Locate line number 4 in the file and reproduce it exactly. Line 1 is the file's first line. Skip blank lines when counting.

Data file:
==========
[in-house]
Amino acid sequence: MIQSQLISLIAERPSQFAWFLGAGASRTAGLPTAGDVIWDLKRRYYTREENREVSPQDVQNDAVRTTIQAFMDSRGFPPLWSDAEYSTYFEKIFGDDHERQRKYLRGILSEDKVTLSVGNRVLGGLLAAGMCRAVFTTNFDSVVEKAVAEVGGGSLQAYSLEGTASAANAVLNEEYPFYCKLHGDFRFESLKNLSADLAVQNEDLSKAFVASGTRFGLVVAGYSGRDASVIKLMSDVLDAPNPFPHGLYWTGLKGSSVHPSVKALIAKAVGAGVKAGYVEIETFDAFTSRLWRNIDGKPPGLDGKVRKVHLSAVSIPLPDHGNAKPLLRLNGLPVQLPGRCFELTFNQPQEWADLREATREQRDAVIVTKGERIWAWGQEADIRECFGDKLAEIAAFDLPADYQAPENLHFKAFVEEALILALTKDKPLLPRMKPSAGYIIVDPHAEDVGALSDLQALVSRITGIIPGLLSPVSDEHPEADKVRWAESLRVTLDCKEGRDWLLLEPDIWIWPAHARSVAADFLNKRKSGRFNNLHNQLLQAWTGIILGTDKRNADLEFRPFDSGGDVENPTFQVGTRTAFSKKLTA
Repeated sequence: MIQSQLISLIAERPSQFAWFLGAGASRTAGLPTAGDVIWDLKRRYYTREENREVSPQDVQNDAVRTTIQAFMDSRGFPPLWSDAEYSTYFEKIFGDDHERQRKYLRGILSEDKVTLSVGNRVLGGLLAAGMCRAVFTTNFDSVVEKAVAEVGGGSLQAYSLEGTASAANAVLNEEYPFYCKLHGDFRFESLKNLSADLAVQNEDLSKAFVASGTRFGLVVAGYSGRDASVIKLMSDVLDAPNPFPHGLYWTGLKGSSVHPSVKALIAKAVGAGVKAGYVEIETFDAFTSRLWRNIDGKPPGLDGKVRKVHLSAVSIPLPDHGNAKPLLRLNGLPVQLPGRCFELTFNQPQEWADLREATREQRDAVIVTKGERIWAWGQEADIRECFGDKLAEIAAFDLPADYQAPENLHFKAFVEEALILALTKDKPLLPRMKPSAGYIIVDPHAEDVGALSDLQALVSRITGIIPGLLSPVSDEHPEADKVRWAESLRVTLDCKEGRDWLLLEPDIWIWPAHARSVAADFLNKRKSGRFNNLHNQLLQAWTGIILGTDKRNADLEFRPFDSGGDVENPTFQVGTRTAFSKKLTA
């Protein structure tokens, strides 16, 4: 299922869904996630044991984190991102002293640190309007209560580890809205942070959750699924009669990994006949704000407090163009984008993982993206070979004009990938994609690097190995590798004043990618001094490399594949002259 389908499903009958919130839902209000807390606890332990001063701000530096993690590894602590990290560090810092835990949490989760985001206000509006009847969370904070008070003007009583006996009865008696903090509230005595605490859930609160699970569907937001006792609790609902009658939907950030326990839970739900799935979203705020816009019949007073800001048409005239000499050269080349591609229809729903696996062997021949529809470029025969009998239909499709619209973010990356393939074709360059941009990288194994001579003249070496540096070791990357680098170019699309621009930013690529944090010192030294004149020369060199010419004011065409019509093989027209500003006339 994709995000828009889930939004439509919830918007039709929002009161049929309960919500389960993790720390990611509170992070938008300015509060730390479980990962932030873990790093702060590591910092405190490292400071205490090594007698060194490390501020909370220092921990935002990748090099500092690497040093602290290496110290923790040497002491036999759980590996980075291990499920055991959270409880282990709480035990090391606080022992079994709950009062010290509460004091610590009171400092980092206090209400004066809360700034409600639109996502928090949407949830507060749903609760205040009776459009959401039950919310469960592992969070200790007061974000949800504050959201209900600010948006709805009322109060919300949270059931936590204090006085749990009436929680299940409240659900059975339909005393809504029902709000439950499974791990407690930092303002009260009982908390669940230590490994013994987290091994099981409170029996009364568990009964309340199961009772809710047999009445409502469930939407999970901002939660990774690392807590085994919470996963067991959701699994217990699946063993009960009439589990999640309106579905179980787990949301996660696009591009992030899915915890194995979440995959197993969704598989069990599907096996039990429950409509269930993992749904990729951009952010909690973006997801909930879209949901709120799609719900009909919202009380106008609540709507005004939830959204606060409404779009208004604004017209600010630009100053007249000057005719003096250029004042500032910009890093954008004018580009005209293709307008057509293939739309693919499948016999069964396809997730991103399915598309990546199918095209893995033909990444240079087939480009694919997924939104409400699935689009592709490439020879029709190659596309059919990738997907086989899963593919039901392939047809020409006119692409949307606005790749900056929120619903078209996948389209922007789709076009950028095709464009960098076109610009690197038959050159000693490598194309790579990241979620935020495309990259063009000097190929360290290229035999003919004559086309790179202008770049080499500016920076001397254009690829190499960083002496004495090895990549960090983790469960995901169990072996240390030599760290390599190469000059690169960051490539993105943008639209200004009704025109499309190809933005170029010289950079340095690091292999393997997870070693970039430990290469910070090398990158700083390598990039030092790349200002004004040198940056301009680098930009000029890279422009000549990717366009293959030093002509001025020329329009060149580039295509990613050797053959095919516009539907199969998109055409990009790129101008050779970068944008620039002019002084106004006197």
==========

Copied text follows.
């Protein structure tokens, strides 16, 4: 299922869904996630044991984190991102002293640190309007209560580890809205942070959750699924009669990994006949704000407090163009984008993982993206070979004009990938994609690097190995590798004043990618001094490399594949002259 389908499903009958919130839902209000807390606890332990001063701000530096993690590894602590990290560090810092835990949490989760985001206000509006009847969370904070008070003007009583006996009865008696903090509230005595605490859930609160699970569907937001006792609790609902009658939907950030326990839970739900799935979203705020816009019949007073800001048409005239000499050269080349591609229809729903696996062997021949529809470029025969009998239909499709619209973010990356393939074709360059941009990288194994001579003249070496540096070791990357680098170019699309621009930013690529944090010192030294004149020369060199010419004011065409019509093989027209500003006339 994709995000828009889930939004439509919830918007039709929002009161049929309960919500389960993790720390990611509170992070938008300015509060730390479980990962932030873990790093702060590591910092405190490292400071205490090594007698060194490390501020909370220092921990935002990748090099500092690497040093602290290496110290923790040497002491036999759980590996980075291990499920055991959270409880282990709480035990090391606080022992079994709950009062010290509460004091610590009171400092980092206090209400004066809360700034409600639109996502928090949407949830507060749903609760205040009776459009959401039950919310469960592992969070200790007061974000949800504050959201209900600010948006709805009322109060919300949270059931936590204090006085749990009436929680299940409240659900059975339909005393809504029902709000439950499974791990407690930092303002009260009982908390669940230590490994013994987290091994099981409170029996009364568990009964309340199961009772809710047999009445409502469930939407999970901002939660990774690392807590085994919470996963067991959701699994217990699946063993009960009439589990999640309106579905179980787990949301996660696009591009992030899915915890194995979440995959197993969704598989069990599907096996039990429950409509269930993992749904990729951009952010909690973006997801909930879209949901709120799609719900009909919202009380106008609540709507005004939830959204606060409404779009208004604004017209600010630009100053007249000057005719003096250029004042500032910009890093954008004018580009005209293709307008057509293939739309693919499948016999069964396809997730991103399915598309990546199918095209893995033909990444240079087939480009694919997924939104409400699935689009592709490439020879029709190659596309059919990738997907086989899963593919039901392939047809020409006119692409949307606005790749900056929120619903078209996948389209922007789709076009950028095709464009960098076109610009690197038959050159000693490598194309790579990241979620935020495309990259063009000097190929360290290229035999003919004559086309790179202008770049080499500016920076001397254009690829190499960083002496004495090895990549960090983790469960995901169990072996240390030599760290390599190469000059690169960051490539993105943008639209200004009704025109499309190809933005170029010289950079340095690091292999393997997870070693970039430990290469910070090398990158700083390598990039030092790349200002004004040198940056301009680098930009000029890279422009000549990717366009293959030093002509001025020329329009060149580039295509990613050797053959095919516009539907199969998109055409990009790129101008050779970068944008620039002019002084106004006197």